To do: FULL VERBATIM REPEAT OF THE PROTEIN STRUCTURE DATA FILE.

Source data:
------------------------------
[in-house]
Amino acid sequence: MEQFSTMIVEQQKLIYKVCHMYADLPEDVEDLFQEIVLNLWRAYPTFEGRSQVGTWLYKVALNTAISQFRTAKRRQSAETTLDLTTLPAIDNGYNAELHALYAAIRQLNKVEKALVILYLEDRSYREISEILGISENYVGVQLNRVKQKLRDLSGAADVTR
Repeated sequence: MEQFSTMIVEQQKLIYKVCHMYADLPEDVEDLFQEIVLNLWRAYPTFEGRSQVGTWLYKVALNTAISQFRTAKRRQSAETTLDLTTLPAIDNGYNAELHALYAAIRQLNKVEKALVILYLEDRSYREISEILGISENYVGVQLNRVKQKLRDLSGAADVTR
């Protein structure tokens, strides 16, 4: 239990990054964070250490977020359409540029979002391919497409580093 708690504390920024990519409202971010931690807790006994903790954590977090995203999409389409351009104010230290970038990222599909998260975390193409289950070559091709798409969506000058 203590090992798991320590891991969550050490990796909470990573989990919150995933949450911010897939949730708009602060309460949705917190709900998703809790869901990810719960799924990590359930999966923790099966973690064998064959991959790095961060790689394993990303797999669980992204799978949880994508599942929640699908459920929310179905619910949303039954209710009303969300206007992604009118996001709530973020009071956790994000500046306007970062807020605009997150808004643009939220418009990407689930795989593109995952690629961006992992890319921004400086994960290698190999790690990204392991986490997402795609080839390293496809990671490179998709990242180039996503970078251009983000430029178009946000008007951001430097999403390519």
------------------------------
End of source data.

[in-house]
Amino acid sequence: MEQFSTMIVEQQKLIYKVCHMYADLPEDVEDLFQEIVLNLWRAYPTFEGRSQVGTWLYKVALNTAISQFRTAKRRQSAETTLDLTTLPAIDNGYNAELHALYAAIRQLNKVEKALVILYLEDRSYREISEILGISENYVGVQLNRVKQKLRDLSGAADVTR
Repeated sequence: MEQFSTMIVEQQKLIYKVCHMYADLPEDVEDLFQEIVLNLWRAYPTFEGRSQVGTWLYKVALNTAISQFRTAKRRQSAETTLDLTTLPAIDNGYNAELHALYAAIRQLNKVEKALVILYLEDRSYREISEILGISENYVGVQLNRVKQKLRDLSGAADVTR
């Protein structure tokens, strides 16, 4: 239990990054964070250490977020359409540029979002391919497409580093 708690504390920024990519409202971010931690807790006994903790954590977090995203999409389409351009104010230290970038990222599909998260975390193409289950070559091709798409969506000058 203590090992798991320590891991969550050490990796909470990573989990919150995933949450911010897939949730708009602060309460949705917190709900998703809790869901990810719960799924990590359930999966923790099966973690064998064959991959790095961060790689394993990303797999669980992204799978949880994508599942929640699908459920929310179905619910949303039954209710009303969300206007992604009118996001709530973020009071956790994000500046306007970062807020605009997150808004643009939220418009990407689930795989593109995952690629961006992992890319921004400086994960290698190999790690990204392991986490997402795609080839390293496809990671490179998709990242180039996503970078251009983000430029178009946000008007951001430097999403390519």